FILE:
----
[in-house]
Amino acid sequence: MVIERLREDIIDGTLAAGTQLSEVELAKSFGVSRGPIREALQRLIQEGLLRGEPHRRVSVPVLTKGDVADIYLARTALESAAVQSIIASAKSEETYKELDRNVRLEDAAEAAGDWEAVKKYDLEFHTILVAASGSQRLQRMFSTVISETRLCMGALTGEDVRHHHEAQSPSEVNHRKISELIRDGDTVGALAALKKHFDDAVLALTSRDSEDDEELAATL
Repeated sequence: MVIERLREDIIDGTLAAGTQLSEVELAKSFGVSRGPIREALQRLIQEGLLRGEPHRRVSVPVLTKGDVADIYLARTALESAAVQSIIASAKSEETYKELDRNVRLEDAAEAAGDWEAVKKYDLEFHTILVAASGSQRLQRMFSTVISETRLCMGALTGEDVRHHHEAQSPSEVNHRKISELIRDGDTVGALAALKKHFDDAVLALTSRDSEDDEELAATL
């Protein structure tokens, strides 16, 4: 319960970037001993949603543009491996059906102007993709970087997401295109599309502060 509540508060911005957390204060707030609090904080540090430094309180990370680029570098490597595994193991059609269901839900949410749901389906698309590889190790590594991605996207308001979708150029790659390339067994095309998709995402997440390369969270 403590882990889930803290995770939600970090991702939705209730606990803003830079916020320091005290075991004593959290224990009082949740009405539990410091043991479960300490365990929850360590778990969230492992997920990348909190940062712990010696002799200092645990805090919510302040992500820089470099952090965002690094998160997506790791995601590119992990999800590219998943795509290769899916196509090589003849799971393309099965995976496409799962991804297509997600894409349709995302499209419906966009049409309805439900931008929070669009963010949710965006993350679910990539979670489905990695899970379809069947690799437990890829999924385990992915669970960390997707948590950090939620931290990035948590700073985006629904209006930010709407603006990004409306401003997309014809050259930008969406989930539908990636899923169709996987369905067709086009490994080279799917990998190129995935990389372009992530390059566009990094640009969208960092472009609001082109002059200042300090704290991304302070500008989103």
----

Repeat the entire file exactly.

[in-house]
Amino acid sequence: MVIERLREDIIDGTLAAGTQLSEVELAKSFGVSRGPIREALQRLIQEGLLRGEPHRRVSVPVLTKGDVADIYLARTALESAAVQSIIASAKSEETYKELDRNVRLEDAAEAAGDWEAVKKYDLEFHTILVAASGSQRLQRMFSTVISETRLCMGALTGEDVRHHHEAQSPSEVNHRKISELIRDGDTVGALAALKKHFDDAVLALTSRDSEDDEELAATL
Repeated sequence: MVIERLREDIIDGTLAAGTQLSEVELAKSFGVSRGPIREALQRLIQEGLLRGEPHRRVSVPVLTKGDVADIYLARTALESAAVQSIIASAKSEETYKELDRNVRLEDAAEAAGDWEAVKKYDLEFHTILVAASGSQRLQRMFSTVISETRLCMGALTGEDVRHHHEAQSPSEVNHRKISELIRDGDTVGALAALKKHFDDAVLALTSRDSEDDEELAATL
């Protein structure tokens, strides 16, 4: 319960970037001993949603543009491996059906102007993709970087997401295109599309502060 509540508060911005957390204060707030609090904080540090430094309180990370680029570098490597595994193991059609269901839900949410749901389906698309590889190790590594991605996207308001979708150029790659390339067994095309998709995402997440390369969270 403590882990889930803290995770939600970090991702939705209730606990803003830079916020320091005290075991004593959290224990009082949740009405539990410091043991479960300490365990929850360590778990969230492992997920990348909190940062712990010696002799200092645990805090919510302040992500820089470099952090965002690094998160997506790791995601590119992990999800590219998943795509290769899916196509090589003849799971393309099965995976496409799962991804297509997600894409349709995302499209419906966009049409309805439900931008929070669009963010949710965006993350679910990539979670489905990695899970379809069947690799437990890829999924385990992915669970960390997707948590950090939620931290990035948590700073985006629904209006930010709407603006990004409306401003997309014809050259930008969406989930539908990636899923169709996987369905067709086009490994080279799917990998190129995935990389372009992530390059566009990094640009969208960092472009609001082109002059200042300090704290991304302070500008989103």